The present inventors are now disclosing that it is possible, during execution of a database to (i) detect when a database statement accesses a particular partition of a multi-partition table or index and is ‘waiting for’ the particular table or index (i.e. when the database statement executes, it must wait for an I/O operation involving the partition to complete or for a lock to be removed from partition of the index or table); (ii) determine, over a period of time, aggregate wait times for each partition; and (iii) present a description of database performance in accordance with the aforementioned ‘partition-specific’ wait-times.

Thus, in one use case, it is possible to determine for a given multi-partition table or object, a respective aggregate wait (i.e. for the time interval) for each partition of a plurality of partitions of the multi-partition table or object. This may be useful, for example, when tuning a database. In the event that a given table or index is associated with a ‘large amount’ of wait time, it may be useful to know which partition of the table or index most contributes to the ‘heaviness’ of the object. Upon presenting this information to a user (for example, a DBA), the DBA may take any one of several actions to improve database performance (and in some embodiments, one or more recommendations may be presented).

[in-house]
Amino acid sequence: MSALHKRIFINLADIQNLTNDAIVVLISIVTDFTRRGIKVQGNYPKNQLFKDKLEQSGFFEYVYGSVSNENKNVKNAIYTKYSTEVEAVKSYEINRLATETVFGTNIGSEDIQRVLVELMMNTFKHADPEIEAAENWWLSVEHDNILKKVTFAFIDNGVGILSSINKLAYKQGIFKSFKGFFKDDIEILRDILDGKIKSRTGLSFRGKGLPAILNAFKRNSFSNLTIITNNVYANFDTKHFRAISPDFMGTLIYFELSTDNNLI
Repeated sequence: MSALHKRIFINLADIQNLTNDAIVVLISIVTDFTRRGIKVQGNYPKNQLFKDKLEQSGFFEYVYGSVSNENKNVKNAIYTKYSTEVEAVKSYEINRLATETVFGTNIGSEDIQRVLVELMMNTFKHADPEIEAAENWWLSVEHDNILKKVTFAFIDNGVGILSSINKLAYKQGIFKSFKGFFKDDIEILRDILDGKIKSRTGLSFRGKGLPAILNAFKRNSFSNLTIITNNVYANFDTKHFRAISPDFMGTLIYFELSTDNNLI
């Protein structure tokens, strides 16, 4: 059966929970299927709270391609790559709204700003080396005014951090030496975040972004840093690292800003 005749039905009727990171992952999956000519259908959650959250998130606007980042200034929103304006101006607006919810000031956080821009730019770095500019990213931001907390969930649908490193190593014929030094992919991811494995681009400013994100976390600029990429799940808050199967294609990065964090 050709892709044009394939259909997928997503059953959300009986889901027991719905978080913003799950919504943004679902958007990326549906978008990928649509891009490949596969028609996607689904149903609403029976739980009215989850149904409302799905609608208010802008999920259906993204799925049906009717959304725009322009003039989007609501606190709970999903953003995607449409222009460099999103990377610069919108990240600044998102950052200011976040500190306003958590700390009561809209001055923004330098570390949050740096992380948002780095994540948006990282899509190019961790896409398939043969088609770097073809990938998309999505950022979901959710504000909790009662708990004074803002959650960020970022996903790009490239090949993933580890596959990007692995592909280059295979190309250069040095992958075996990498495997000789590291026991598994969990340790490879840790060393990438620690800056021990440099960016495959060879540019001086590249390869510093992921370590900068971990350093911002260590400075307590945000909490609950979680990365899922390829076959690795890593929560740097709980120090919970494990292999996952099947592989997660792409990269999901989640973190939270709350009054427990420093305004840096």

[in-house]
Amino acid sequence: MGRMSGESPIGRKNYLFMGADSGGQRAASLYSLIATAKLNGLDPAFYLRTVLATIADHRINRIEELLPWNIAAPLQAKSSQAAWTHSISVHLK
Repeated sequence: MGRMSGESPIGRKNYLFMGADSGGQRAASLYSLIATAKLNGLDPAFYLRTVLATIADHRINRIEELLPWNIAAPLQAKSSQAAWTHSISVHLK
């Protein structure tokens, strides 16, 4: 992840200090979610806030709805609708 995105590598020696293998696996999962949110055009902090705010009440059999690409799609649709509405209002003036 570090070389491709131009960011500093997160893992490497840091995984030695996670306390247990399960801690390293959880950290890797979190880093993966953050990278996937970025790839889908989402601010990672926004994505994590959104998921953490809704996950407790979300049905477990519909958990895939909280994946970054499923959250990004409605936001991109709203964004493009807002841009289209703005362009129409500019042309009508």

For example, the DBA may improve the hardware or infrastructure associated with the given partition (for example, a faster disk or better network card). Alternatively, the database administrator may re-write one or more statements, or may add or drop and index, or take any other action.

Thus, the first case (also see FIG. 4B) relates to decomposing relative contributions of table wait time (i.e. for a multi-partition table) or index wait time (i.e. for a multi-partition index) or some combination thereof on a ‘per-partition basis’ (see FIGS. 5A-5B). This data may then be presented to a user.

In a second use case (also see FIG. 4A), instead of decomposing ‘wait time’ contributions of a multi-partition index or multi-partition table on a ‘per-partition basis,’ it may be useful for decomposing ‘wait time’ contributions for a database statement that accesses multiple partitions during a time interval. In the event that the particular database statement spends an inordinate amount of time accessing a particularly ‘heavy’ partition, it may be possible to improve performance of the particular database statement by re-writing the statement or improving the infrastructure of the partition.